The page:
Looking east, Highland Drive and 1st Ave N. The shingle style home on the right was designed by Seattle architect Edwin Houghton in 1899 for attorney Charles Riddle. Considered to be among the finest examples of the shingle style in Seattle, the Riddle House still stands but has been altered. The neoclassical revival style home on the left belonged to Seattle businessman James W. Clise. The home served as a boarding house during the Depression, and sat vacant for a time before being used as housing for war workers and soldiers’ families during WWII. The home was later destroyed and the lot subdivided; the three houses occupying the land today were built in the mid-1970s.
In today’s image the Riddle House is blocked by mature trees, but the Polson House is visible on the right. Built in 1906, the early Craftsman Style home remained in the Polson family for nearly 100 years. The Polson House featured an elevator (removed), which is believed to be the first installed in a Seattle residence. The current owners undertook an extensive restoration after purchasing the historic home in 2011.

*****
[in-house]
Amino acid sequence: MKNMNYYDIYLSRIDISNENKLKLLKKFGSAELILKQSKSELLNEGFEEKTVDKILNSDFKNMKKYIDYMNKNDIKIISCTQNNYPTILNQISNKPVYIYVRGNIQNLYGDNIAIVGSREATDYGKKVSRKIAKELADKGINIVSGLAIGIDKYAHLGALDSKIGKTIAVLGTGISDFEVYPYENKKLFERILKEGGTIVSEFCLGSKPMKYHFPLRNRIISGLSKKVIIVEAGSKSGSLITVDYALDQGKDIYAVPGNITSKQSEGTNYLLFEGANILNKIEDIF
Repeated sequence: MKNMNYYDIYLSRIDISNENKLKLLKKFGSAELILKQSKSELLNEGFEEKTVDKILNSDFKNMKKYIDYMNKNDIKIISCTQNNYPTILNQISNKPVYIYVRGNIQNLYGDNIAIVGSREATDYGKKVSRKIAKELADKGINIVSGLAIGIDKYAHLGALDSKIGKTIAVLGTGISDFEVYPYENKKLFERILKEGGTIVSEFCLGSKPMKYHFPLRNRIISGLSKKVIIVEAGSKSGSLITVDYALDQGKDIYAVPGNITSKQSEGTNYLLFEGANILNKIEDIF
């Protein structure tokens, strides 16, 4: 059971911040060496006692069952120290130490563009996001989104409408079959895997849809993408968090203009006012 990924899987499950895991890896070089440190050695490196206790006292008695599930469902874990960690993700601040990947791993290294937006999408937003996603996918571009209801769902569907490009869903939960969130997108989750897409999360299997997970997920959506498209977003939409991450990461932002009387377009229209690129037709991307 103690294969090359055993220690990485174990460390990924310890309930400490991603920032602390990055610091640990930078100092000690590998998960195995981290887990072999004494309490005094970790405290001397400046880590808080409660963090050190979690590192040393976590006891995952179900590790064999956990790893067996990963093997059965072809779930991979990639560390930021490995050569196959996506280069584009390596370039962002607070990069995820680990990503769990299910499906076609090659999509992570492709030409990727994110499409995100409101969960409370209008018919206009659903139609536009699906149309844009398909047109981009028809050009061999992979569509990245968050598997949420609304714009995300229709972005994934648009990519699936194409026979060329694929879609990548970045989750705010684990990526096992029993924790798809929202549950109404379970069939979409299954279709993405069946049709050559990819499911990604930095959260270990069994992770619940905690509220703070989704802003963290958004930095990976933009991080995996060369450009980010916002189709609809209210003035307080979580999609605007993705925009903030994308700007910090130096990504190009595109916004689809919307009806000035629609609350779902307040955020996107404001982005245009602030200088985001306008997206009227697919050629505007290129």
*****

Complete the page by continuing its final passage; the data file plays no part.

For more information on the Polson House, visit https://qahistory.org/polson-house/
Photo courtesy of Seattle Municipal Archives, #172580